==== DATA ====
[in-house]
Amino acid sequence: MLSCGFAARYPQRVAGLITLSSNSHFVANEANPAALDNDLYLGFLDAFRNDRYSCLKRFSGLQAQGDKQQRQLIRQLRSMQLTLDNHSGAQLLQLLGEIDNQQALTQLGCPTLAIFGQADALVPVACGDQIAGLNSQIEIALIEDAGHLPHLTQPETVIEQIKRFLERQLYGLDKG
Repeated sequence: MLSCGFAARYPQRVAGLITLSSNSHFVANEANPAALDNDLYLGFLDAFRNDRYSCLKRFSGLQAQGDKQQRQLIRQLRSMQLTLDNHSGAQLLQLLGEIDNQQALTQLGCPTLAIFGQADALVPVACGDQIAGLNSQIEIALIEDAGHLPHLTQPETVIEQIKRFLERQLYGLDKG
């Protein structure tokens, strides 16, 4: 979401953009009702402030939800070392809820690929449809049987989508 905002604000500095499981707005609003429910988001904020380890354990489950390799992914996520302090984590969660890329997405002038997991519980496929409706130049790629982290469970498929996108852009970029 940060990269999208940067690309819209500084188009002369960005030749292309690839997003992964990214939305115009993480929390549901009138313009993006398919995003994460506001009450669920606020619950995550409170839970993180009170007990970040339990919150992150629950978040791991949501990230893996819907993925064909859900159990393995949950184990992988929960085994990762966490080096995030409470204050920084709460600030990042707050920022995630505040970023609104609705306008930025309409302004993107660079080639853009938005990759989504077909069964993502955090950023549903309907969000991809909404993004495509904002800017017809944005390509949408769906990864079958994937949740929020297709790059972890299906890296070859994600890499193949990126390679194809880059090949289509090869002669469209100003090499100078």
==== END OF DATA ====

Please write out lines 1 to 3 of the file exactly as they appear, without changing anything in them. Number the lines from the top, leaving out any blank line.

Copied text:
[in-house]
Amino acid sequence: MLSCGFAARYPQRVAGLITLSSNSHFVANEANPAALDNDLYLGFLDAFRNDRYSCLKRFSGLQAQGDKQQRQLIRQLRSMQLTLDNHSGAQLLQLLGEIDNQQALTQLGCPTLAIFGQADALVPVACGDQIAGLNSQIEIALIEDAGHLPHLTQPETVIEQIKRFLERQLYGLDKG
Repeated sequence: MLSCGFAARYPQRVAGLITLSSNSHFVANEANPAALDNDLYLGFLDAFRNDRYSCLKRFSGLQAQGDKQQRQLIRQLRSMQLTLDNHSGAQLLQLLGEIDNQQALTQLGCPTLAIFGQADALVPVACGDQIAGLNSQIEIALIEDAGHLPHLTQPETVIEQIKRFLERQLYGLDKG